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Meanwhile 'Kontrakty' expresses the opinion that the many Russian business interests in Ukraine would prevent any repetition of the Georgian scenario in Ukraine. Ukrainian experts on security issues consider a military conflict impossible.

It is indicative that despite the military conflict between Russia and Georgia and the strain in relations that followed it, no new trading war has developed. Russia did not stop gas delivery to Georgia or fuel transits to Armenia. And Georgia does not intend to restrict the import of goods from Russia.

Russian companies have large investment holdings in Georgia, e.g. in electric power generation, banking, chemicals, petroleum products and telecommunications. The same is true of Ukraine.

2 comments:

UkrToday said...

There is an another alternative.. one that would see an end to the ongoing division and cycle of political power struggles and division.

Anyone that has been watching developments closely in Ukraine know that the real problem facing Ukraine today is Yushchenko himself. It seams no one can work with him and they are all against him.

Yushchenko is looking and sounding more like a man who has lost control of his senses.

Yushchencko has even gone to the absurd by now accusing his ally and previous supporter Yulia Tymoshenko of being involved in a plot to have him poison back in 2004. He also recently accused Yulia Tymoshenko of "High Treason". It seams that everyone but Yushchenko himself is engaged in a plot to have him assigned. He also recently accused another Ukrainian political leader and past associate of conspiracy to murder.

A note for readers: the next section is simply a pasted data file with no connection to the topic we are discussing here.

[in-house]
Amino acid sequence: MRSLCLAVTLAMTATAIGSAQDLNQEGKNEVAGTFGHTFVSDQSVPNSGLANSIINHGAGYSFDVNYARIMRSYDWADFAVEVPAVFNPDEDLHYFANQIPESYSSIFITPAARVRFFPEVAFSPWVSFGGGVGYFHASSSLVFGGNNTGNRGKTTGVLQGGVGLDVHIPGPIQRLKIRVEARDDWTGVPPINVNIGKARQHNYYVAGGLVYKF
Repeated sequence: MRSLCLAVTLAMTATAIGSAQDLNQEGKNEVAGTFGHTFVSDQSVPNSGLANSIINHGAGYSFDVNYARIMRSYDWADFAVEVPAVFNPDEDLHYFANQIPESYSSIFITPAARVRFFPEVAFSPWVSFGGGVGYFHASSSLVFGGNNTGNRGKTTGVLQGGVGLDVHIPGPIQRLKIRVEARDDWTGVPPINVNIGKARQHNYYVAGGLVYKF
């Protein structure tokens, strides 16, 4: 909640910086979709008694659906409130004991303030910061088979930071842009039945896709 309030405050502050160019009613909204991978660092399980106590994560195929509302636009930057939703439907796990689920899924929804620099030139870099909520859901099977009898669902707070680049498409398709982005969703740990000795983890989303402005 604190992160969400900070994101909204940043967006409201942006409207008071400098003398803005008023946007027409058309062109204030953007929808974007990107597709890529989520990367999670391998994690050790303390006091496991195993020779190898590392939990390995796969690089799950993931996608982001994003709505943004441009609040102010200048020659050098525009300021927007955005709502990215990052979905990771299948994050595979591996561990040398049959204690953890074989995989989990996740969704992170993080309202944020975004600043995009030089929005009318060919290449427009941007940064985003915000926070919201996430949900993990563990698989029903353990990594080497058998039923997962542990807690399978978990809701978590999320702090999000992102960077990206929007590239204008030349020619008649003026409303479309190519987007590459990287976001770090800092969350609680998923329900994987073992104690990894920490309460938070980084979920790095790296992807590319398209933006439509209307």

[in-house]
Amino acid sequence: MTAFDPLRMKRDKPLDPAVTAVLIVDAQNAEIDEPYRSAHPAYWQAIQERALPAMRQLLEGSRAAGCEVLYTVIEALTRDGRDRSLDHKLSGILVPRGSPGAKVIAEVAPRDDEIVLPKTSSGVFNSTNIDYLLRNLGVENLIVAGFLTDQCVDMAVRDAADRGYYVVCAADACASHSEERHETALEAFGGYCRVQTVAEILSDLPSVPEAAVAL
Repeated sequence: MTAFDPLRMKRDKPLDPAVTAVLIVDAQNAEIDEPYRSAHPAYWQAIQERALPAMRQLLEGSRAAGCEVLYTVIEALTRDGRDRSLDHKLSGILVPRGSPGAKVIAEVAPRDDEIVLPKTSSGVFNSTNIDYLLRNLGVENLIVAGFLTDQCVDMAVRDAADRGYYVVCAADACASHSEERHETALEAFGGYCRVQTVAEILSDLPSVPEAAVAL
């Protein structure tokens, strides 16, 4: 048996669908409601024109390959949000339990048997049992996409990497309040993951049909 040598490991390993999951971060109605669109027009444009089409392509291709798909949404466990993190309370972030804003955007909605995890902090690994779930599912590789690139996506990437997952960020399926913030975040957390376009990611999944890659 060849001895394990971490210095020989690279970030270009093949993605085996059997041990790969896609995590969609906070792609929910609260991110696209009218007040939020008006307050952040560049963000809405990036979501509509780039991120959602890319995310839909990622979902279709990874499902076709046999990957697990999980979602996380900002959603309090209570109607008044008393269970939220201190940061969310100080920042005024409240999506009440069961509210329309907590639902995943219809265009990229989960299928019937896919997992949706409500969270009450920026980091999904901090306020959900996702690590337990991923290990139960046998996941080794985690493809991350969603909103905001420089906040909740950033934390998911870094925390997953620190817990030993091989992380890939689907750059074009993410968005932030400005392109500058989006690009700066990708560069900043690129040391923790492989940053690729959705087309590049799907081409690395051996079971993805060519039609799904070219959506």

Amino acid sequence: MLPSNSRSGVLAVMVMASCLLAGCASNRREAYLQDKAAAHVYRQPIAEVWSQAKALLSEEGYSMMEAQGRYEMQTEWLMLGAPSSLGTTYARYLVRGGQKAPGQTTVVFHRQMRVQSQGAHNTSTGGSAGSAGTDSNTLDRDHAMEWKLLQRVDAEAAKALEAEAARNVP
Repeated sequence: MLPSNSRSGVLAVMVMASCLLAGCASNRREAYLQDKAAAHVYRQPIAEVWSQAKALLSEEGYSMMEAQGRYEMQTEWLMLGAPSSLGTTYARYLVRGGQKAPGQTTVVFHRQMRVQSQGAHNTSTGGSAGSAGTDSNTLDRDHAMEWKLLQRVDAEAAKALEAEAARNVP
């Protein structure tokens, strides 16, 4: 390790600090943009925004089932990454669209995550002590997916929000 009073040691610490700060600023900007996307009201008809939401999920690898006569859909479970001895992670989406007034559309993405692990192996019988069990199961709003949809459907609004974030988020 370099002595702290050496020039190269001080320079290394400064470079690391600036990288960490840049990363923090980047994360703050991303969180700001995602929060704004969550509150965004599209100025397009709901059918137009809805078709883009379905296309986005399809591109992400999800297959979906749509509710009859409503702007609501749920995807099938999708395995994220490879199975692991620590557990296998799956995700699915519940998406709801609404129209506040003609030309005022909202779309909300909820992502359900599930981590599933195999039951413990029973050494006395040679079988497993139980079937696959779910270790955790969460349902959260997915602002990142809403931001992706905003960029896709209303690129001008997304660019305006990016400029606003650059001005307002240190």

Clearly a reformed NUNS(Our Ukraine plus) will not resolve the irresistible differences that exist in the coalitions relationship.

In 2007 Yushchenko divided the nation and brought it close to civil disobedience. Yushchenko gambled with the outcome of fresh parliamentary elections and lost leaving Ukraine to pick up the pieces. Fresh Parliamentary elections will not resolve the institutional and personal conflicts.

The Alternative Option

If there is to be fresh elections then it is the President that must face the people. He is next cab of the rank and he is the main cause for division and conflict.

It is Yushchenko that should resign and seek to renew his mandate by facing the people in early Presidential elections.

The best option forward now is for Ukraine to adopt changes to its Constitution, compleating is transition to a full European style parliamentary democracy to be followed by fresh Parliamentary elections and appointment of anew head of state under the democratic system of governance.

UkrToday said...

President threatens Ukraine with a state of emergency

Why has Yushchenko implied that he will call a "state of emergency" you might ask? There is no real emergency. The country has not yet taken to the streets.

The answer lies in Ukraine's constitution.

Article 157
...
The Constitution of Ukraine shall not be amended in conditions of martial law or a state of emergency.


Here lies the truth behind the fears of Ukraine's President.

Yushchenko is so desperate to hold on to power that he is prepared to go to any length to prevent the Parliament from initiating democratic change

He has unconstitutional sacked the previous parliament and is proposing to repeat his actions again.

He has illegally and unconstitutionally interfered with the independence of Ukraine's Constitutional Court

Should the Parliament make moves to reform Ukraine's Constitution and remove him from office he will, undemocraticly go the extent of declaring a state of emergency, even if there is no real state of emergency.

Anything to prevent Ukraine from becoming a democratic Parliamentary republic and to stay in power for another 12 months.